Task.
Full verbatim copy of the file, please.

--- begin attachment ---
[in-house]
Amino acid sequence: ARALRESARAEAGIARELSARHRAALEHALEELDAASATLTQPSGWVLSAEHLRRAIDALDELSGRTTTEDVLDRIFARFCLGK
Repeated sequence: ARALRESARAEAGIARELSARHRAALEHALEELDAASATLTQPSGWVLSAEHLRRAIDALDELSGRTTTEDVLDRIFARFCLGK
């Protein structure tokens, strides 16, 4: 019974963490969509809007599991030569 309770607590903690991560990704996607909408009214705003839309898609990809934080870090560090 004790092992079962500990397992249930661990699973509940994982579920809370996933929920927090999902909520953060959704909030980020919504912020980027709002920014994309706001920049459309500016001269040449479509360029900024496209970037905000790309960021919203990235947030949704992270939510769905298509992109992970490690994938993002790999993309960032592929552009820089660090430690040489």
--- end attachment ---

[in-house]
Amino acid sequence: ARALRESARAEAGIARELSARHRAALEHALEELDAASATLTQPSGWVLSAEHLRRAIDALDELSGRTTTEDVLDRIFARFCLGK
Repeated sequence: ARALRESARAEAGIARELSARHRAALEHALEELDAASATLTQPSGWVLSAEHLRRAIDALDELSGRTTTEDVLDRIFARFCLGK
């Protein structure tokens, strides 16, 4: 019974963490969509809007599991030569 309770607590903690991560990704996607909408009214705003839309898609990809934080870090560090 004790092992079962500990397992249930661990699973509940994982579920809370996933929920927090999902909520953060959704909030980020919504912020980027709002920014994309706001920049459309500016001269040449479509360029900024496209970037905000790309960021919203990235947030949704992270939510769905298509992109992970490690994938993002790999993309960032592929552009820089660090430690040489």